"Sophie, darling! How's my favorite girl?”
"Fine, mom.” Which wasn't strictly true, but I wasn't up for talking about my e-mail from the Lupine Society right now. Or the little issue that had taken place in the greenbelt. I just hoped my mother's psychic abilities were on the fritz today. "What's up?”
"I was making plans for Valentine's Day, and I wanted your opinion. Do you think I should make reservations at Romeo's, or Chez Nous?” Chez Nous was an intimate little French Bistro in downtown; Heath had taken me there many times.
"Who are you going with?” I asked, cringing.
"Why, Marvin, of course.” Marvin Blechknapp was the pool-ball shaped attorney who had defended Mom on a murder case recently. I couldn't understand the attraction – he was more Dom Deluise than Brad Pitt – but my mother was ga-ga over him. As he evidently was for her, even though she was a bit left of center. Okay, so maybe running a magic shop called Sit A Spell and having a werewolf for a daughter was more than a bit left of center. But you get the idea.
"I think either one would be good,” I said. "Mom, can I call you back? I'm on my way out the door.”
"Sure, honey. But I just had a quick question.”
"Have you noticed anything unusual lately?”
I sat down. "What do you mean, unusual?” Had she read about the incident in the greenbelt? I wondered.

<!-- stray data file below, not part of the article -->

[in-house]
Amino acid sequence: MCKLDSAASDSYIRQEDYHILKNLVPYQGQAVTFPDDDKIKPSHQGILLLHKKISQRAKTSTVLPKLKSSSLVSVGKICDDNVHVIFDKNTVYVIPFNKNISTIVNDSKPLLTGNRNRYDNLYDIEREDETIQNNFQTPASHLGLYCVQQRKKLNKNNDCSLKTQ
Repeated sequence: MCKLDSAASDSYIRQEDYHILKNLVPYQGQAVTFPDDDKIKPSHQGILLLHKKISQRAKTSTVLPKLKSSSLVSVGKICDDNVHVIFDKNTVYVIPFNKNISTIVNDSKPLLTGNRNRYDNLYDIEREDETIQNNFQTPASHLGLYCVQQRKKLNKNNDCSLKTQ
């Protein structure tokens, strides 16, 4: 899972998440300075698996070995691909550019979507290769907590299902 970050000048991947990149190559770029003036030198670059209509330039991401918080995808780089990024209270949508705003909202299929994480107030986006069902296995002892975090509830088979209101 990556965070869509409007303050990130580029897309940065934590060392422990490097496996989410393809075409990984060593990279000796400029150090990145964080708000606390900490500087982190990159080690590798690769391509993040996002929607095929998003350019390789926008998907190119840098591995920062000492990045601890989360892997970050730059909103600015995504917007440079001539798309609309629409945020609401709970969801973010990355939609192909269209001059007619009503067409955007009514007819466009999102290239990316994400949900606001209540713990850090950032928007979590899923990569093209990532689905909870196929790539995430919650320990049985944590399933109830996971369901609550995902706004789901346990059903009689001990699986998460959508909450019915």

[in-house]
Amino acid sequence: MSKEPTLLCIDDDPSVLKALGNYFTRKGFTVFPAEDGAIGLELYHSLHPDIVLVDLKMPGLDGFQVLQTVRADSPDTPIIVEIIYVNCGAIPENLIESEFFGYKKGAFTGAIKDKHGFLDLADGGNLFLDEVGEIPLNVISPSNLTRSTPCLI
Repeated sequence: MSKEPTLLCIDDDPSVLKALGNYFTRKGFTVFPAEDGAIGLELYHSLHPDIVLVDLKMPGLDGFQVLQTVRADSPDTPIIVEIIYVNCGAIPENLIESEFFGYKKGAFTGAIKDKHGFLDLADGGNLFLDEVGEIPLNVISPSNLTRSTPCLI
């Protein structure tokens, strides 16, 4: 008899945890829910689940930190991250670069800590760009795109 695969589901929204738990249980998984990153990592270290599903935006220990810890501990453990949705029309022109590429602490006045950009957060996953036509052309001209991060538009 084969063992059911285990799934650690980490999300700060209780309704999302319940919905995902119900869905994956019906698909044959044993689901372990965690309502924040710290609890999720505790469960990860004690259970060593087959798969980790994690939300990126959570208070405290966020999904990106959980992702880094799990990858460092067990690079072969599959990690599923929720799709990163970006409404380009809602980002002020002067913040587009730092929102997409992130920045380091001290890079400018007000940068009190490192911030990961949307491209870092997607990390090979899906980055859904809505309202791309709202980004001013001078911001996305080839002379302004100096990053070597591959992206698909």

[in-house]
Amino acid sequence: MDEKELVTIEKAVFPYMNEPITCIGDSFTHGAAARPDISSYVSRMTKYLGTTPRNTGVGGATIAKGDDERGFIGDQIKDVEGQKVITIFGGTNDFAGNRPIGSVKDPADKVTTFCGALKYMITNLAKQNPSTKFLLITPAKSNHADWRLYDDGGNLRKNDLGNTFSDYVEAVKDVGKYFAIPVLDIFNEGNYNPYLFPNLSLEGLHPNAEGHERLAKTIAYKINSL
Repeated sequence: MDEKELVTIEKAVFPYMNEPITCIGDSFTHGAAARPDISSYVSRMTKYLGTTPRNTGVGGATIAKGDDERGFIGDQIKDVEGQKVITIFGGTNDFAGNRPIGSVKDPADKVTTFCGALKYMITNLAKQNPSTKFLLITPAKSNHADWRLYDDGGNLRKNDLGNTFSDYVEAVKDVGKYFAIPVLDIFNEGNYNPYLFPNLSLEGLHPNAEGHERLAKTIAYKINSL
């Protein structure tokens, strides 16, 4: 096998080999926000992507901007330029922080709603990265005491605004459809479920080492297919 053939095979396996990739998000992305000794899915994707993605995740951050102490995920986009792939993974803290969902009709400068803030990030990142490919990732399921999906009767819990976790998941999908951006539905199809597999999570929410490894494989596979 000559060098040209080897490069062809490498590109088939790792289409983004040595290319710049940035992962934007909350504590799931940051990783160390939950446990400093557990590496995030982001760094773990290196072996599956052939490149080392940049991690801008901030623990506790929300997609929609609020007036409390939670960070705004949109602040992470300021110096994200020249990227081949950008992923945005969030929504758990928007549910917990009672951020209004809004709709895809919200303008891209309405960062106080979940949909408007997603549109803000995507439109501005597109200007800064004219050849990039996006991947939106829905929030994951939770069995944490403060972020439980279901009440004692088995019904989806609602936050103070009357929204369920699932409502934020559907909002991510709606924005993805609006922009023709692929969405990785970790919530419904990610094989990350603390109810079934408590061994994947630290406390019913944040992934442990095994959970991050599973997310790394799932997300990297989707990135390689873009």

"Oh, I don't know. Maybe a chicken head or something.”
The hairs on the back of my neck prickled. "A chicken head? Um, no. I'm pretty sure I would have noticed a chicken head.”
"No dirt, or anything?”
"Oh, you know. Graveyard dirt.
"No, no graveyard dirt that I know of. Although I'm not sure how I'd distinguish graveyard dirt from regular dirt.”
She breathed a sigh of relief. "Thank goodness.”
"Just keep an eye out, okay?” I heard a bell tinkle in the background. "Whoops – customers. Got to go. Catch you soon. Love you, sweetie!”
She hung up before I could respond.
Chicken heads and graveyard dirt? As I powered the computer down and headed for the door, I found myself – not for the first time – wishing for a mom who did something normal. Like waiting tables, or knitting afghans, or running a corporation or something.
Then again, if I had everything I wanted in life, I wouldn't be addicted to wolfsbane tea and have a Bic razor habit, either. Sometimes I guess you just have to play the hand that's dealt you. Even if they do turn out to be tarot cards.
I drove the five blocks home to my building, said hi to Frank the doorman, and headed up the elevator to my loft.
As my mother requested, I did a quick survey of the hallway. No chicken heads. No graveyard dirt, either, although I did spot a dust bunny in the corner by the stairway.
As I fished for my keys, I took a deep breath and froze.